Thank you for being a friend

Job 42:10-17
There are a lot of questions to consider when we read the book of Job. At the heart of many of those questions is the idea of God making deals with the devil. That seems to set up problematic issues for many of us.

But it’s not that part that bothers me.

Job is what we call wisdom literature. As such, its design is to draw us into larger questions and a larger pursuit. The pursuit is always God’s wisdom. That’s how we make sense of what our lives are to be in light of what we know about God. The question guiding Job’s wisdom pursuit is, Can we tame God with our expectations?

The ancient readers of Job didn’t have an idea of the devil like you and I do. Satan, then, isn’t a name in Job. It’s simply a title. The satan enters the story and we never hear from him again. He’s not that big a deal. What is pressing is Job’s repeated quarrel with God. Job and his friends seem to represent common expectations we have of God. Namely, that if we do everything right, God will bless our lives.

On the surface, that may sound like a comforting thought. Then again, doesn’t that make God sound shallow? Jesus asked, “If you do good to those who are good to you, what credit is that to you? Even sinners do that” (Luke 6:33). So, either God is a cosmic Santa Claus, or we’ve misunderstood how the world works.

I assume we need God’s wisdom to better understand how the world works.

Again, I have no trouble reading Job as wisdom literature. It makes it easier to appreciate what is happening (and what isn’t). The story challenges some of our fundamental assumptions.

I don’t have a problem reading with Job as he does that until I get to the last chapter.

I’m still trying to make sense of how the story ends. And I know just like the rest of the story, that’s the point. What assumptions or expectations am I bringing to the chapter that unsettle me? It just seems odd that Job’s fortunes are doubled. We’re just supposed to be happy his old family has been replaced?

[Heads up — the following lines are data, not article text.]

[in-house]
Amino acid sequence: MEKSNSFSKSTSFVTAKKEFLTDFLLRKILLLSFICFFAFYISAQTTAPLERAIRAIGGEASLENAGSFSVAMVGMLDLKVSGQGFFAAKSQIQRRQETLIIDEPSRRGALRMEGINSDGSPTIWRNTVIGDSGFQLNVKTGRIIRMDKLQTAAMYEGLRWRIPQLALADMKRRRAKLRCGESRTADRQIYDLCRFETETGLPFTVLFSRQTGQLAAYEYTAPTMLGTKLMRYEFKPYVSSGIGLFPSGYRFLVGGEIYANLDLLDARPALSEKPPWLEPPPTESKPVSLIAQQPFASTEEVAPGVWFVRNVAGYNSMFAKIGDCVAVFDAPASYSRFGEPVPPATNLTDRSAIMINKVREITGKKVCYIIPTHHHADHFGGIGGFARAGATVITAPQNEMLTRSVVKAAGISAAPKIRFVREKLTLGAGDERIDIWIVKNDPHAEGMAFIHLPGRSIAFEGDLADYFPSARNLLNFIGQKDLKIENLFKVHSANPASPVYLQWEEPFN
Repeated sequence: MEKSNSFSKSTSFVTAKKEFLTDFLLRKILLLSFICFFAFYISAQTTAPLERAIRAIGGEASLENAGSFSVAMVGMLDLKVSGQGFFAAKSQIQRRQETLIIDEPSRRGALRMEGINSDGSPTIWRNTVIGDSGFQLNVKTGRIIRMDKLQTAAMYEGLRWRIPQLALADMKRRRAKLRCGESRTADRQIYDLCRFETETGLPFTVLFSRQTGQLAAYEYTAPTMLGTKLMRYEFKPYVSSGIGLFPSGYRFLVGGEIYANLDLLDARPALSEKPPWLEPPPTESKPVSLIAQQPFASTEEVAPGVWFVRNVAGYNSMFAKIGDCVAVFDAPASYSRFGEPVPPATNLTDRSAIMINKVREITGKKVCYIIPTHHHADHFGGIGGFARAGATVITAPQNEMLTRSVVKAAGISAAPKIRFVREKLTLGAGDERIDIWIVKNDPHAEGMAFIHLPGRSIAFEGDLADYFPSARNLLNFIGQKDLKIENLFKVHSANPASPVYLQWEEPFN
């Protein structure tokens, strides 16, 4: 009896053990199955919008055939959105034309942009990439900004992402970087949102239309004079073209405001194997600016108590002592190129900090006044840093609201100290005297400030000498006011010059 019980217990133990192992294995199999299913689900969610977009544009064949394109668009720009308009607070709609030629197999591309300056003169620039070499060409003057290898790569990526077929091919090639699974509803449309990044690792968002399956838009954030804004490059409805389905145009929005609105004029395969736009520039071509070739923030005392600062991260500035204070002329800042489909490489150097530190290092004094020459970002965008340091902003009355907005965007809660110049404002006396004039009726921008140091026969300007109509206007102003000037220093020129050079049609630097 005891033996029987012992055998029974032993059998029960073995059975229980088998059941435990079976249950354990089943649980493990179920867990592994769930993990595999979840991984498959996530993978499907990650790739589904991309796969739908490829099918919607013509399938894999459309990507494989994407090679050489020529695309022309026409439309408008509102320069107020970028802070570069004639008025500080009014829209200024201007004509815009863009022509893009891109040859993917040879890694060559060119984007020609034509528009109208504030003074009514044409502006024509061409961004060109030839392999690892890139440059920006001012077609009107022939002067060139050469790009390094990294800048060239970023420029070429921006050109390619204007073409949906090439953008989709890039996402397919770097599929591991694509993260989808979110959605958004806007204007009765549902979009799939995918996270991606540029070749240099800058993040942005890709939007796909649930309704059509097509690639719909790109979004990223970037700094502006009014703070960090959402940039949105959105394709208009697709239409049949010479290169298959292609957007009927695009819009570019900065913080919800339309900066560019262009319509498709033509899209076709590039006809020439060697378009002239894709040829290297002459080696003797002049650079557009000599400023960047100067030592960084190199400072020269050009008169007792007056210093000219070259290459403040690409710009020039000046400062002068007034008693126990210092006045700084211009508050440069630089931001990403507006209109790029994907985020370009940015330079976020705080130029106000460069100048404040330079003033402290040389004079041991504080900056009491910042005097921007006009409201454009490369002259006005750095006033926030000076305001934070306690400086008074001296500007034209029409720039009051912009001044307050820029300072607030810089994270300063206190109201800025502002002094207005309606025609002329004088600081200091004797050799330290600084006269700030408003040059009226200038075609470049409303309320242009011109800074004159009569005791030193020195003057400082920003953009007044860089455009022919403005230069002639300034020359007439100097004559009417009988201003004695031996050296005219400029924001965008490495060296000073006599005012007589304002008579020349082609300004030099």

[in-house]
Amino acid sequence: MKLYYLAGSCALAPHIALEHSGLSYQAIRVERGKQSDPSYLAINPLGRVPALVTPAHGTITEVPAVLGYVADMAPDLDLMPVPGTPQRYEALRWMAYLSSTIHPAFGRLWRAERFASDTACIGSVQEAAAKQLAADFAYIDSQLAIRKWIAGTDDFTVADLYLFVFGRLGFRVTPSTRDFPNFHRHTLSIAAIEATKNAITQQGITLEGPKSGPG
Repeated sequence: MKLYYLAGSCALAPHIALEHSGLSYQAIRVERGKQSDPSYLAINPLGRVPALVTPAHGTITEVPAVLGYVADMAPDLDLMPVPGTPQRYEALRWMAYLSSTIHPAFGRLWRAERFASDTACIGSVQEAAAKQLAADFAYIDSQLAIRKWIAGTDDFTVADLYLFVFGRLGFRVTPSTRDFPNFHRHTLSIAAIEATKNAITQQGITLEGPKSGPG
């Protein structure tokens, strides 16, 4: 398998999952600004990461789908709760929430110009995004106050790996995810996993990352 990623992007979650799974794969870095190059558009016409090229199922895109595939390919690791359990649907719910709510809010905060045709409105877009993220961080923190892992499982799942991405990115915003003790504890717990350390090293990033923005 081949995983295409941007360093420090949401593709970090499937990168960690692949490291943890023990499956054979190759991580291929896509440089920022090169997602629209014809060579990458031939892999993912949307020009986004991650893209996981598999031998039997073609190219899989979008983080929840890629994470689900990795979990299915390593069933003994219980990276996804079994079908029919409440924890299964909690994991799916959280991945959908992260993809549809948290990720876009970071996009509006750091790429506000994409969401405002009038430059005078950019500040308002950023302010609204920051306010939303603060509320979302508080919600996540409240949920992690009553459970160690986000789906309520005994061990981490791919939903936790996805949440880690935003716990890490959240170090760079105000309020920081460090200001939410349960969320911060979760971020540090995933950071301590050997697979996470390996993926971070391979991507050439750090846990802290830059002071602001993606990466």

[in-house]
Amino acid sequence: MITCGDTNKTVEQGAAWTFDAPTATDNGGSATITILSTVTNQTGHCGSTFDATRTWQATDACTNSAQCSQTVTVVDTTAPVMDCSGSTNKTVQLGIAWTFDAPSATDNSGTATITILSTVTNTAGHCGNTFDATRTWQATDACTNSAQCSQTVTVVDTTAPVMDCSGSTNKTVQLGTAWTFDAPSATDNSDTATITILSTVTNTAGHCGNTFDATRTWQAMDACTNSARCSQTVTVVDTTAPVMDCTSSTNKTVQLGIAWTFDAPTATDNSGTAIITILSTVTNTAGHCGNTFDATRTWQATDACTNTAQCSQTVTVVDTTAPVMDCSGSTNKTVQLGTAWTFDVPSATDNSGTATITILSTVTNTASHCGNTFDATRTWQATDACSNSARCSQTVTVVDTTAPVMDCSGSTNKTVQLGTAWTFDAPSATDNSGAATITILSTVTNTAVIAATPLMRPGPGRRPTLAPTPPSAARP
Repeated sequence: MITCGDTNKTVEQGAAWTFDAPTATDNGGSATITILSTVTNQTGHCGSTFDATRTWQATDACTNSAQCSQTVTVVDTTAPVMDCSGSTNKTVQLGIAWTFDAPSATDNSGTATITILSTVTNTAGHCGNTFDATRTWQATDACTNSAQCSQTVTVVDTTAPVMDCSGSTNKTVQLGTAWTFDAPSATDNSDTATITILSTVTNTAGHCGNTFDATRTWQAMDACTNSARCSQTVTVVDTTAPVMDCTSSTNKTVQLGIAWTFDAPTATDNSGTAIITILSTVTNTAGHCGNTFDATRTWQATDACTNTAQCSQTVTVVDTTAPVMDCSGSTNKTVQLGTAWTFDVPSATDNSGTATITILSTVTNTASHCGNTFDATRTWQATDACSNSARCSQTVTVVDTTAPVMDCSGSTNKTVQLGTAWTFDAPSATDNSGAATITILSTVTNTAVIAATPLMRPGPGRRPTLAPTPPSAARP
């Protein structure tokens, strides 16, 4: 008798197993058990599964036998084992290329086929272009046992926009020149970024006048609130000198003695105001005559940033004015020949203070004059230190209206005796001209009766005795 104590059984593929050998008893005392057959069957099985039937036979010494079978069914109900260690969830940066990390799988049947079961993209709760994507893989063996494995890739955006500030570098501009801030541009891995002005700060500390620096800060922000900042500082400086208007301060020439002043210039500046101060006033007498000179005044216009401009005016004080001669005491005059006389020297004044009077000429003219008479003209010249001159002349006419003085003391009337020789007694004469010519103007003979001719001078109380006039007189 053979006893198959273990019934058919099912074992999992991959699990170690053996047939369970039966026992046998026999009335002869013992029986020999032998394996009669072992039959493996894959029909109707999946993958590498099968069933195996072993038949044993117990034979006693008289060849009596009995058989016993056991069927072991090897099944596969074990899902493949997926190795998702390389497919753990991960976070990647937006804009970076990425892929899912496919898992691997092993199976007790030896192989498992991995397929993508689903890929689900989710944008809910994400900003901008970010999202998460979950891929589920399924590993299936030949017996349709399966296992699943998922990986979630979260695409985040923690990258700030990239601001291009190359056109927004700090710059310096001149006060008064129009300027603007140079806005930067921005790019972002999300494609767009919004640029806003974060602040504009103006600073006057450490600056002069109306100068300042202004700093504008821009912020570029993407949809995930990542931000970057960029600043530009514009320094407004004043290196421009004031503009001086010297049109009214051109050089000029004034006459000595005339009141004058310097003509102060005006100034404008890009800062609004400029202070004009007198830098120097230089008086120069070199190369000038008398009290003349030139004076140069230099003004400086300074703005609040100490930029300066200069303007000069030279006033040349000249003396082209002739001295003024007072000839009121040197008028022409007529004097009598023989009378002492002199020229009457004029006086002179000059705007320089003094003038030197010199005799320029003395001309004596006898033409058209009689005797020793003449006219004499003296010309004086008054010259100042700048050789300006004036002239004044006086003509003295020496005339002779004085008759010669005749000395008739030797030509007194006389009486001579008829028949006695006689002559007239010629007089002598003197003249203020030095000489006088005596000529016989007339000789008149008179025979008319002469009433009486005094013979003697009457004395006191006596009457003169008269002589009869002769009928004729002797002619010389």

I’ve read that part of the point is that Job emerges a changed man. He’s encountered God, after all. That’ll have to be fine for today.

But as I was wrestling with that again this morning, I was drawn to another part of the story. Whereas Job’s friends cause him much strife throughout the story, in the last chapter things change. Job prayed for those stubborn friends. Afterward, other friends and his family come to greet him.

We know Job is still grieving. This new group came and “showed him sympathy.” Plus, “each of them gave him a piece of money and a gold ring.” So it’s not like God dangled a new life in front of him. Rather, I take that to mean his friends and family became part of his blessing and renewal.


If you’re looking for godly wisdom today, remember that. God used good friends and family to bless and heal Job. They may not have had all the answers. They didn’t burden Job with their theological sureties. They didn’t add to Job’s suffering. They showed up as someone there to support and encourage Job.

Thank you for being that kind of friend.

Stay blessed…john

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John Fletcher

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